Last summer, Michigan Sea Grant helped support two interns working to restore an urban garden in Detroit.
Neighborhood Building Urban Gardens (BUG) is a nonprofit that uses urban gardening to help bring fresh, healthy produce — along with leadership opportunities and skills training — to Detroit residents. Neighborhood BUG was founded in 2014 by Orlando Thorpe and Jessica Patton, both native Detroiters passionate about food security and community health and development. Learn more about the founders.
Neighborhood BUG operates an urban garden in a residential neighborhood on Detroit’s west side. The garden is maintained by volunteers and, before COVID-19 restrictions came into effect, was a community gathering spot for neighbors.
When the pandemic hit, Neighborhood BUG volunteers and crew members couldn’t safely maintain the garden, and the plots fell into disarray. 2021 provided important opportunities for Neighborhood BUG to reset the property and make plans for the future, with help from some enthusiastic interns.
A season of renewal
In 2021, a Detroit community nonprofit called The Youth Connection, with funding support from Michigan Sea Grant, helped Neighborhood BUG founder Jessica Patton hire several interns to assist with the garden.
Mary Bohling, Michigan Sea Grant’s Extension educator in southeast Michigan, coordinated the internship support. “Workforce development is important to Michigan Sea Grant,” says Mary. “We’re happy to partner with The Youth Connection and Neighborhood BUG to give interns the opportunity to expand their job skills as they learn about urban agriculture.”
Intern Sydney Embry is a junior studying international business at Howard University. She grew up in west Detroit and notes that her neighborhood could be categorized as a “food desert,” where residents have little to no access to affordable, fresh foods. Neighborhood BUG is close to her heart, since she has been helping with the garden since the first plots were dug in 2014.
“Even though I am a business major, I have other passions,” says Sydney. “Being involved in Neighborhood BUG has introduced me to the agricultural community, even in urban places. This directly relates to my passion for sustainability and solving problems of food insecurity.”
Sydney hopes to use her business degree to eventually start a nonprofit aimed at tackling these challenges. Meanwhile, her summer internship has helped her make deeper connections with like-minded people and save money for school.
She celebrates that the garden’s purpose is to give back to the community. Before the pandemic halted their momentum, the bustling garden gave youth a place to hang out and a way to stay busy in the summertime. Neighbors stopped by to chat or help harvest, and the garden workers and volunteers held barbecues around the vegetable plots. They sold their produce at Detroit’s Eastern Market and fed the profits back into the city’s urban garden network. Sydney calls it “the garden that literally keeps on giving.”
She reminisces about a cooking party that Jessica Patton once held in her home to help volunteers and workers celebrate their harvest. A local chef donated her time and recipes to help the group whip up batches of jalapeno poppers and fresh basil pesto.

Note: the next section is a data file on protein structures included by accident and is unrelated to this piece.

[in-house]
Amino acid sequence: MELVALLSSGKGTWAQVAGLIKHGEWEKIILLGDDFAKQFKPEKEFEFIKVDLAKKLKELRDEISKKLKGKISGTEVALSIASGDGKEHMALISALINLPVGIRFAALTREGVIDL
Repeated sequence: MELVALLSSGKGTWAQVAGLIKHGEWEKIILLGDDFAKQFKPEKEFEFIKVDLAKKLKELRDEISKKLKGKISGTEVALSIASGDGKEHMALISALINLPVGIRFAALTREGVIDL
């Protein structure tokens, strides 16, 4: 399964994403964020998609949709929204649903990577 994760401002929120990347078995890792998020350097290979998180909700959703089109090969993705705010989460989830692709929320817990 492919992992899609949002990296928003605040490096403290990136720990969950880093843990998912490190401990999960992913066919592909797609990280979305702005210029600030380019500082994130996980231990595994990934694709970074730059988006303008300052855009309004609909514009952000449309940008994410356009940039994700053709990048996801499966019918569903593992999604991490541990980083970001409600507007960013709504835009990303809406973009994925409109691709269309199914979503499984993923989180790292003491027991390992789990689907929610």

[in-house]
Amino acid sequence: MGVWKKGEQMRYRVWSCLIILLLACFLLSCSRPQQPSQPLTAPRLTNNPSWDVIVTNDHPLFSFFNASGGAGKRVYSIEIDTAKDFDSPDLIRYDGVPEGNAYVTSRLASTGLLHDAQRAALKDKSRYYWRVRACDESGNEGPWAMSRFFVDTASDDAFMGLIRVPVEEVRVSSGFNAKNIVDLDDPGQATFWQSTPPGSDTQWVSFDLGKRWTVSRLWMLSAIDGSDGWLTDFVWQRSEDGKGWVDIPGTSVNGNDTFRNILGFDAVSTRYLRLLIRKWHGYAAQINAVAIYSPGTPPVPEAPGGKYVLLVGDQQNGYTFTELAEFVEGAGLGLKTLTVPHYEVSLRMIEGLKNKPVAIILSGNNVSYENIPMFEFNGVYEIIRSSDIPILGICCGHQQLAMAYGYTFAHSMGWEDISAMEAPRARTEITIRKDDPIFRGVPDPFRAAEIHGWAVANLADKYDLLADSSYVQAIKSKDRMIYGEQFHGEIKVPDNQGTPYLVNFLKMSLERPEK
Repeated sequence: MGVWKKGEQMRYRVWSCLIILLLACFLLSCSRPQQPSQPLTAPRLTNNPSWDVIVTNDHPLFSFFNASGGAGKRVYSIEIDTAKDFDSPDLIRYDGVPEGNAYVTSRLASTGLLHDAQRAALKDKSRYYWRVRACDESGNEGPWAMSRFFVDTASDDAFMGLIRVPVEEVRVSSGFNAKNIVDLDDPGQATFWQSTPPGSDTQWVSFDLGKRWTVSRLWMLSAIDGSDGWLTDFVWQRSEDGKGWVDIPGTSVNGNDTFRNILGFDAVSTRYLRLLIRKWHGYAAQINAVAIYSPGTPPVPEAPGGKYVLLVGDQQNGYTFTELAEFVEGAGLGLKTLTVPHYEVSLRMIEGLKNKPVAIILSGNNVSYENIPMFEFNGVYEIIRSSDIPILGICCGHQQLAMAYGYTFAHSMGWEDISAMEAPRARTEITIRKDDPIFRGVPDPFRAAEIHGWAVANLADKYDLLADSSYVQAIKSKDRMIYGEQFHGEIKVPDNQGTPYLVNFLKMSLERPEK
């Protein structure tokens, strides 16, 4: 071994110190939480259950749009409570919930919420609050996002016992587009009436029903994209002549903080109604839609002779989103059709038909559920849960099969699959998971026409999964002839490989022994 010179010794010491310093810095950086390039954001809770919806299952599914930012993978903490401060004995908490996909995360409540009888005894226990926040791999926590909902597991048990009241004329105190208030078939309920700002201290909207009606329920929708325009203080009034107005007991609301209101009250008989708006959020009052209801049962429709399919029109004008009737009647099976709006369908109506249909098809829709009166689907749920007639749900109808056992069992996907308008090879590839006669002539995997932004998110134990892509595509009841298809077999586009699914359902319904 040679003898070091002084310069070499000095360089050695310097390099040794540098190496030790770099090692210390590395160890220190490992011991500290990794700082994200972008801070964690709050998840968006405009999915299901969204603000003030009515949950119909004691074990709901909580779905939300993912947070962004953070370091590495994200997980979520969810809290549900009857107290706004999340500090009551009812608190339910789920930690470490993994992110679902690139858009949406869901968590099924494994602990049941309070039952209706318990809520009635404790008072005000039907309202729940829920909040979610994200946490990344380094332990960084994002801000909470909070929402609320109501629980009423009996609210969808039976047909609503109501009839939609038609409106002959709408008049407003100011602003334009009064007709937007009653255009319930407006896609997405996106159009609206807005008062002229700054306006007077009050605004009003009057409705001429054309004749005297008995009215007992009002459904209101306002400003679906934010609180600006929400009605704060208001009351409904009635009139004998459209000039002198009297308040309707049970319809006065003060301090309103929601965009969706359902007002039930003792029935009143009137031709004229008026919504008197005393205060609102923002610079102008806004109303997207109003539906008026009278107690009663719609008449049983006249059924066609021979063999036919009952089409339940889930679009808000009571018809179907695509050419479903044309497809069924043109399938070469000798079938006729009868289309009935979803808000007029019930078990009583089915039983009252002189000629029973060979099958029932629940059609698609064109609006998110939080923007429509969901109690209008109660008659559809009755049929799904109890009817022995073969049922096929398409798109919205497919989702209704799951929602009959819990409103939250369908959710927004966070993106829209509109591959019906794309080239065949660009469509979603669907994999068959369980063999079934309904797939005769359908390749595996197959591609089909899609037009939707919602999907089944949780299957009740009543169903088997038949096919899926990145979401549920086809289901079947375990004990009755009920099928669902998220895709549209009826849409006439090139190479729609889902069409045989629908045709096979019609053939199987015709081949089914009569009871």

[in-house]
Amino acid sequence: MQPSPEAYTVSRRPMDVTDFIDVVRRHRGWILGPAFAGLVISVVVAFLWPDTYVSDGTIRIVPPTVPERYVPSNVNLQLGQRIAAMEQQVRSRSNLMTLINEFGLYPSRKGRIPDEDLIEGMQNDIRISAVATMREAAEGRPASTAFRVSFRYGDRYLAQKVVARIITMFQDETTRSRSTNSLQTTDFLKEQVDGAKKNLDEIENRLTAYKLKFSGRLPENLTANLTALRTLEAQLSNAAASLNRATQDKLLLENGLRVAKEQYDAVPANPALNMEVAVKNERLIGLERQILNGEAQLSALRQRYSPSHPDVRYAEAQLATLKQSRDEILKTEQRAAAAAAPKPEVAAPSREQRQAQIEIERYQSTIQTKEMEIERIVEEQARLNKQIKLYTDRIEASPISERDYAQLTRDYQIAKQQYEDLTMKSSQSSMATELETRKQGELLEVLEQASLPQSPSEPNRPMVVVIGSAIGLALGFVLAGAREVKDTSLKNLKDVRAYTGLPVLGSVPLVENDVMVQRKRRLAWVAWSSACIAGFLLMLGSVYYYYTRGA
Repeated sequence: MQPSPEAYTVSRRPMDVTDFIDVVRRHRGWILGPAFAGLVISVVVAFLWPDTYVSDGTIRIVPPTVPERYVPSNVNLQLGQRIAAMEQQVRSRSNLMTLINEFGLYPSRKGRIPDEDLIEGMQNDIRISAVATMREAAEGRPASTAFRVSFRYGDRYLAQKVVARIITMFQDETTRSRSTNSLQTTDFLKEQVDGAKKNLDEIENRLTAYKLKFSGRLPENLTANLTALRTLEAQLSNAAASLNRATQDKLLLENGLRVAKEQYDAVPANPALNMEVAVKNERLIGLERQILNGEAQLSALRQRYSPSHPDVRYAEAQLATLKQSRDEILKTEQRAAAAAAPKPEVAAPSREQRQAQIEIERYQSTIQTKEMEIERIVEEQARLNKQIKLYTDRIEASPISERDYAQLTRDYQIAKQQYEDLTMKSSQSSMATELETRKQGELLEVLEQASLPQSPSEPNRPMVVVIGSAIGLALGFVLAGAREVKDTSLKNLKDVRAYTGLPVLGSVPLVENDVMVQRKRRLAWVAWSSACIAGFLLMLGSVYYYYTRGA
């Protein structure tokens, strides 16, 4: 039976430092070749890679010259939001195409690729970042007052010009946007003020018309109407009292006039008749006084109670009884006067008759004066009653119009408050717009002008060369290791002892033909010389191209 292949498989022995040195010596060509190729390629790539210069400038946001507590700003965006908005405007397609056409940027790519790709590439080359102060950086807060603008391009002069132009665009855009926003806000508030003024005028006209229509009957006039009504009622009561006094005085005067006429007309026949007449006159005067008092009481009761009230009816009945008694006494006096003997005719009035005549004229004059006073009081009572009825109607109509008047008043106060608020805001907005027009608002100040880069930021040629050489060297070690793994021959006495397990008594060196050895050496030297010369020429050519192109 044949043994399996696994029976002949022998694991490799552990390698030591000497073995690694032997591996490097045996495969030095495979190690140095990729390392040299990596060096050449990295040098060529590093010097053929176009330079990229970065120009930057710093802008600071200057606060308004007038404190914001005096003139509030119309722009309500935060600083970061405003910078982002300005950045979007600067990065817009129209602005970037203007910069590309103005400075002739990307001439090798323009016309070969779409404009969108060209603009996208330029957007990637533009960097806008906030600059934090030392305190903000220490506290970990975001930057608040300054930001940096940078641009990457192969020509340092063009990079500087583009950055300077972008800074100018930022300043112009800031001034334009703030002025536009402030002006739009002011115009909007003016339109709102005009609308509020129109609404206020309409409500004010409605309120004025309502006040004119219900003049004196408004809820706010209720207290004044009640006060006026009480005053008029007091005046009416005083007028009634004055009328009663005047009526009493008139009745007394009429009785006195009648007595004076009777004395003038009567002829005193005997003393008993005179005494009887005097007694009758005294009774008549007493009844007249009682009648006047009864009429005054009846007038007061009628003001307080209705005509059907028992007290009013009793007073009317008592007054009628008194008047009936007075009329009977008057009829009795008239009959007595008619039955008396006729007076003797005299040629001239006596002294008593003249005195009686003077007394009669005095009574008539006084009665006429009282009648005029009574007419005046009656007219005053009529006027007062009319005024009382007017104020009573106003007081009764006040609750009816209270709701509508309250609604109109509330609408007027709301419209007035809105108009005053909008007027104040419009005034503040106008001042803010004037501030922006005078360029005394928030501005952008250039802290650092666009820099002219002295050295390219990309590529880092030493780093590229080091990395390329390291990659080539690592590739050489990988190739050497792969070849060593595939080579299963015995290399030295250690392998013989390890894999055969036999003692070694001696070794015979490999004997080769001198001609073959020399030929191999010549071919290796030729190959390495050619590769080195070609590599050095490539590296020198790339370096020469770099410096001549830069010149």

In 2020, COVID-19 restrictions kept Sydney and the other volunteers from safely tending to the garden. This year, Sydney and her fellow intern Nia Hanserd have helped repair and restore Neighborhood BUG to once again be the resource their community needs.
Nia also grew up on Detroit’s west side and is now studying nursing at Henry Ford College. “I wanted to be able to help people, even if I’m not in the nursing profession quite yet. I really just wanted to help and try to restore the garden,” says Nia.
Since this is her first year with Neighborhood BUG, Nia hasn’t seen the garden in its heyday. But she’s working hard to help it heal. “Trying to restore the garden has helped me learn how to garden,” she reflects. “It’s really helped me understand how I might plant my own garden someday.”
Nia and Sydney, along with two younger crew members named Alexis and James, spent the summer cutting grass, pulling weeds, laying out new walking paths, and removing old boards originally used to construct the veggie plots nearly a decade ago. They planted some cabbage, basil, tomatoes, cilantro, and peppers. Nia wasn’t particularly fond of the spicier peppers, but she enjoyed her first taste of cilantro.
Founder Jessica Patton and the garden crew are making plans while Neighborhood BUG gets back up to speed. They hope to add sunflowers or other plants as natural barriers to keep rabbits and other unwanted guests out of the vegetable beds. Eventually, they would like to continue hosting potlucks and cooking parties, attending urban garden festivals, and chatting with neighbors over the harvest.
Meanwhile, they’re collecting seeds and scoping out what to plant in the fall. They’re refreshing the raised beds with pallet wood and other reclaimed lumber, and they’re tamping down weeds and grass using cardboard boxes collected from homes and grocery stores.
Even in this maintenance year, Nia and Sydney enjoyed their internships with Neighborhood BUG. “My favorite part has been learning how to garden and how to build a garden back from the ground up,” says Nia. “It’s been a great learning experience.” Sydney has appreciated connecting with the teen workers and spending the summer helping restore the garden she has valued since she was 13.
While no one knows what conditions 2022 may bring, Neighborhood BUG is poised to grow healthy, fresh food and serve its community once again.